Saturday, September 30, 2017
2:00 PM EDT
First Evangelical Covenant Church
1933 Tremont Blvd NW
Grand Rapids, MI 49504
There will be a time to visit with Alice's family immediately following the service.
At the family's request memorial contributions are to be made to those listed below. Please forward payment directly to the memorial of your choice.
Portage Lake Covenant Bible Camp
4158 Camp Delight Road
Onekama, MI 49675
Contributions will be designated for scholarships to the camp.
Below is the contact information for a florist recommended by the funeral home.
Life Story / Obituary
Alice Jean Carlson was one of the most dependable, selfless, and honest souls one could meet. In her 86 years with us, she was a determined and hard worker. Alice was a dedicated wife, mother, grandmother, friend and church member. We will cherish the memories we shared with Alice, and we will miss her dearly in this lifetime.
Alice began her life in 1930. The population of the country had grown to approximately 122 million people. And that year specifically, the United States faced one of the worst droughts in recorded history which created many issues including horrific dust storms and farming hardships. The Depression worsened, unemployment was on the rise, and the gross national product continued to fall. Thankfully, the cartoon, Betty Boop, made her debut creating some much-needed entertainment. This was also the year in which the incredibly useful sticky tape was invented. And though it seemed like times were difficult, the country looked up to the completion of the Chrysler Building in New York City.
Closer to home in Grand Rapids, Michigan, Edwin and Margaret (Claver) Hoebeke were anxiously awaiting the birth of their daughter. Alice Jean was joyfully welcomed on October 9, 1930. She grew up with a brother, Richard, who was four years older. Together they shared a childhood living in a home by the Houseman Field. This location provided the entertainment of exciting football games and marching band music right down their street on Vernon NE. Her youthful years were happy, and she knew she was loved.
She attended Fountain Street Elementary and then Central High School. For her extracurricular activities, she played piano and walked to lessons regularly. She had the desire to learn how to play the organ as well; in fact, she even attended Hope College for a year to accomplish this wish. Fond memories of Alice's love of pickles as a young girl still bring smiles of the many nicknames she earned from the affections of her father and brother alike. They often teased her, but she always took it in stride.
The family built a spiritual foundation as members of Central Reformed Church, and this is where the roots of her faith developed. This was a support system that kept the family close throughout time. They enjoyed the company of one another and spent many days at the beach (Morrison Lake especially) in the summers when there was more free time. Fortunately, they also had extended family with a cottage on Lake Michigan where they shared many memories in the warm sunshine.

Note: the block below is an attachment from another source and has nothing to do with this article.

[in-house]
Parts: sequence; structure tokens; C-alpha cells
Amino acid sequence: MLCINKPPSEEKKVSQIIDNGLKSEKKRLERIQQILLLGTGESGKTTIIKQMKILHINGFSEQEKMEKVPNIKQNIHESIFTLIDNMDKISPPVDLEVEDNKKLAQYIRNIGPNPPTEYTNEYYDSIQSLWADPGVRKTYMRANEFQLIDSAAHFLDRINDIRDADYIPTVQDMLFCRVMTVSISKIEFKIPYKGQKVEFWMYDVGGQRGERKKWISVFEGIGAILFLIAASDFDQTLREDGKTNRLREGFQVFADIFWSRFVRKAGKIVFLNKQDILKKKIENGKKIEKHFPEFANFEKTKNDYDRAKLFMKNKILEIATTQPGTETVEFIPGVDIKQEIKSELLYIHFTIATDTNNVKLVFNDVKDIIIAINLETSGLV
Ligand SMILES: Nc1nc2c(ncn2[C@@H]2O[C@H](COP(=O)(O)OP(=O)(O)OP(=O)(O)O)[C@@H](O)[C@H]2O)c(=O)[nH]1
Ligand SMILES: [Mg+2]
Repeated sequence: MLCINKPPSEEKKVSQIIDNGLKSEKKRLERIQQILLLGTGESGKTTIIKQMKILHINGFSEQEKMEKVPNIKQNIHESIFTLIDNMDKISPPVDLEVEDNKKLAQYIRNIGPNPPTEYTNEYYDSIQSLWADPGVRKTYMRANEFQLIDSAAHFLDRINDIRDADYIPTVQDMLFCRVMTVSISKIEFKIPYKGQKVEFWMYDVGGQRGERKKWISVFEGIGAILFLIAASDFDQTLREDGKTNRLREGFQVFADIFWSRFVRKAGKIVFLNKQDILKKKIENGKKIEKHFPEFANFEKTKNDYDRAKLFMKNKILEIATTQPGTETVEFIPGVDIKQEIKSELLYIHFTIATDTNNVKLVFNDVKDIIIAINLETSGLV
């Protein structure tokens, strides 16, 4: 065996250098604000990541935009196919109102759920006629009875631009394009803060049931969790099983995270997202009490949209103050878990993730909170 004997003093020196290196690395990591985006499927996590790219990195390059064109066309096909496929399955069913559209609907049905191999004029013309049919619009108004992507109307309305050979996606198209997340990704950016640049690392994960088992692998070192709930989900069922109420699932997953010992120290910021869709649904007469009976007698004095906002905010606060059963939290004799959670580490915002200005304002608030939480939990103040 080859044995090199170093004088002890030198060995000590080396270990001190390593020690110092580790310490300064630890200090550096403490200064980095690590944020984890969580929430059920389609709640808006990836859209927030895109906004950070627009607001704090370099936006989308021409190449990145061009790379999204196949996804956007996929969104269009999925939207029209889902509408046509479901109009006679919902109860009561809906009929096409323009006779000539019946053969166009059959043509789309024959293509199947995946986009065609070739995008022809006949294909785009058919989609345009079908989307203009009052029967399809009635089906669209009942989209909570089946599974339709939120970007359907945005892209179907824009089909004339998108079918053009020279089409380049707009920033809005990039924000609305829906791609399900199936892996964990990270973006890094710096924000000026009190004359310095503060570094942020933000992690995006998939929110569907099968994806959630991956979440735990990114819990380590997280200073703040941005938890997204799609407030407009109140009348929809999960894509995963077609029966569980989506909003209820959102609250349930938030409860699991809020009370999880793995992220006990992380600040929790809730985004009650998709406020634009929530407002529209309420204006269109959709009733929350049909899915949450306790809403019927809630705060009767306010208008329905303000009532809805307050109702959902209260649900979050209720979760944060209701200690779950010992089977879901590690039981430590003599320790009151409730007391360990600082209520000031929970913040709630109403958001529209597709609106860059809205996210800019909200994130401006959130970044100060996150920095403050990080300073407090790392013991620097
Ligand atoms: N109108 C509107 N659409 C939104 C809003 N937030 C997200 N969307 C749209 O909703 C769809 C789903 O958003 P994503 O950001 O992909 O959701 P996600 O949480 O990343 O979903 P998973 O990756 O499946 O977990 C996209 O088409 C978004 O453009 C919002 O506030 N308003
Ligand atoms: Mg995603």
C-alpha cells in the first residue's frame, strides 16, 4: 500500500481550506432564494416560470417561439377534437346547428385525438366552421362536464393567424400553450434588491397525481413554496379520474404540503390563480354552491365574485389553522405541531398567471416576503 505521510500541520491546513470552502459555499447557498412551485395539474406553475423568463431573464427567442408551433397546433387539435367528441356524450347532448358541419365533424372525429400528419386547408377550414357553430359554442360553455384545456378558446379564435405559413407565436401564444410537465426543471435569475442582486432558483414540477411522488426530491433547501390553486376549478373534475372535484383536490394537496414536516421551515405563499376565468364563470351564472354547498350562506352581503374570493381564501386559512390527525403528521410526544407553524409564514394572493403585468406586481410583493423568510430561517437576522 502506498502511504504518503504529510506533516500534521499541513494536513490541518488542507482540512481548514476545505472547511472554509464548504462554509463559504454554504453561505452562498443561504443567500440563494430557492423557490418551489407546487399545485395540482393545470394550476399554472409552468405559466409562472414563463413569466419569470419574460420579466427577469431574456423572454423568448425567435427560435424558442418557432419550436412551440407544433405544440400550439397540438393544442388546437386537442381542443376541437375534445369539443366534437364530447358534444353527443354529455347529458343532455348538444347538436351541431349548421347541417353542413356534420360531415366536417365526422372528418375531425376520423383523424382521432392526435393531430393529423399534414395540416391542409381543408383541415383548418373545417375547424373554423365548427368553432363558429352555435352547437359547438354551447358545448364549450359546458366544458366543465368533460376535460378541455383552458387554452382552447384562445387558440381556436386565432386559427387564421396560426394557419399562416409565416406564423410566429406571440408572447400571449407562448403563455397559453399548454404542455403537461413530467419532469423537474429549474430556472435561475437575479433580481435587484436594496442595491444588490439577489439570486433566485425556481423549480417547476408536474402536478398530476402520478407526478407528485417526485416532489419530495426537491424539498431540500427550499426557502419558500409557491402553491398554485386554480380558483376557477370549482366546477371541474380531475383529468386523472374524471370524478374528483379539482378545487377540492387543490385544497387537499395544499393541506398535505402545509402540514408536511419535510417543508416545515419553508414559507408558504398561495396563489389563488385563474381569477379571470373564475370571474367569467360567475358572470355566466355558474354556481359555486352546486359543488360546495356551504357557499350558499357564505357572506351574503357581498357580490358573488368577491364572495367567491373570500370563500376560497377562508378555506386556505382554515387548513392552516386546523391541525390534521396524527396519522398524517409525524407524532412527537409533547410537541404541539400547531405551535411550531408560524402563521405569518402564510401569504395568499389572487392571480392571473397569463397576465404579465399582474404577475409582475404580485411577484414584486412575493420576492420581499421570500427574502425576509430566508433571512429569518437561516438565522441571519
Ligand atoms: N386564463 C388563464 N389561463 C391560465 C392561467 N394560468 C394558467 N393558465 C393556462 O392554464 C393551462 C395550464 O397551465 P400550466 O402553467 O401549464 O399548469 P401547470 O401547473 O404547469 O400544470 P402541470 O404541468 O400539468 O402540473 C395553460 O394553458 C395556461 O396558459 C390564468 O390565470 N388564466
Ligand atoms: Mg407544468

As she entered adulthood, Alice found work as a bank teller. This job opened up the opportunity for other things as well, such as love. It was here she met Clarence "Clare" Carlson, and she took note of his presence immediately. She brushed off her attraction thinking he was not going to give her a second glance; however, her instincts were totally wrong, as he asked her out soon after they met. Before long, they were an item, but their time together was cut short because Clare enlisted in the Army. He moved to Kentucky, and they kept in close contact. Upon his brief return home for Thanksgiving, they celebrated their love in marriage at the Salvation Army on November 22, 1950. Their union made that year's Thanksgiving celebration even more enjoyable. The often unpredictable Michigan weather made sure to give them some time together as newlyweds, for the snowstorm the next day forced them to stay inside the hotel room in Holland.
Not long after they became Mr. and Mrs. Carlson, he was transferred to El Paso, Texas. She soon joined him there - making it their home together for about a year until he was officially discharged. During her time in Texas, she kept herself busy. She worked on perfecting her needlepoint and embroidery skills. This talent came in handy later in life when she would make clothes for her kids and their dolls. She even used her abilities to create beautiful bridesmaid dresses for one of her daughter's wedding. Living in the south also had other perks, as her laundry chores were easier there. As soon as she finished hanging the clothes at the end of the line, the first ones were already dry!
Finally, they returned home to Michigan. They settled into a home located on Day Street and then later to another on Wallinwood NE. This second home was where they welcomed their three precious daughters; Susan, Mary, and Jan brought much excitement and life within the walls of this house. They stayed in this location for some time, but eventually, they moved again to Milford on the west side of Grand Rapids. Because faith was a fundamental part of their life, soon after they married, Alice joined Claire's church, Evangelical Covenant Church. This became Alice's church home for the rest of her life, and she held the memories created there close to her heart. Her faith grew and her social life revolved around her church, as it was also a place where almost all of her friendships formed. Alice was of Dutch ancestry, but she fit in well with the mostly Swedish congregation. In addition to her love of pie baking, she also learned how to make many Swedish favorites such as sticky buns and coffee bread - two notable favorite treats among many.